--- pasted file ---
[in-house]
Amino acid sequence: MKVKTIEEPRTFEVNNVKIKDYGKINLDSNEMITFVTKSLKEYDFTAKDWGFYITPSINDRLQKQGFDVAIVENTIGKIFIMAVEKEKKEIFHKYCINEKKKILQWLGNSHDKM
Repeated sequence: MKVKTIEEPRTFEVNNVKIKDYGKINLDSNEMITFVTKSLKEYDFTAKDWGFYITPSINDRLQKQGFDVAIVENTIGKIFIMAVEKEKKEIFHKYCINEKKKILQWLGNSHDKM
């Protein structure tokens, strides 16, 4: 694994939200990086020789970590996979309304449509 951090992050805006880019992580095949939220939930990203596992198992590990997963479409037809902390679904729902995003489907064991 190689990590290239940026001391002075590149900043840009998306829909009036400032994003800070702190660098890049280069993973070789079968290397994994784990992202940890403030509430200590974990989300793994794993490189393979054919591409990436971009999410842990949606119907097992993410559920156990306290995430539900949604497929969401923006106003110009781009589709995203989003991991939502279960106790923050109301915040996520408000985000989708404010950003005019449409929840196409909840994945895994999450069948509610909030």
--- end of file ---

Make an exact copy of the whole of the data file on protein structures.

[in-house]
Amino acid sequence: MKVKTIEEPRTFEVNNVKIKDYGKINLDSNEMITFVTKSLKEYDFTAKDWGFYITPSINDRLQKQGFDVAIVENTIGKIFIMAVEKEKKEIFHKYCINEKKKILQWLGNSHDKM
Repeated sequence: MKVKTIEEPRTFEVNNVKIKDYGKINLDSNEMITFVTKSLKEYDFTAKDWGFYITPSINDRLQKQGFDVAIVENTIGKIFIMAVEKEKKEIFHKYCINEKKKILQWLGNSHDKM
């Protein structure tokens, strides 16, 4: 694994939200990086020789970590996979309304449509 951090992050805006880019992580095949939220939930990203596992198992590990997963479409037809902390679904729902995003489907064991 190689990590290239940026001391002075590149900043840009998306829909009036400032994003800070702190660098890049280069993973070789079968290397994994784990992202940890403030509430200590974990989300793994794993490189393979054919591409990436971009999410842990949606119907097992993410559920156990306290995430539900949604497929969401923006106003110009781009589709995203989003991991939502279960106790923050109301915040996520408000985000989708404010950003005019449409929840196409909840994945895994999450069948509610909030």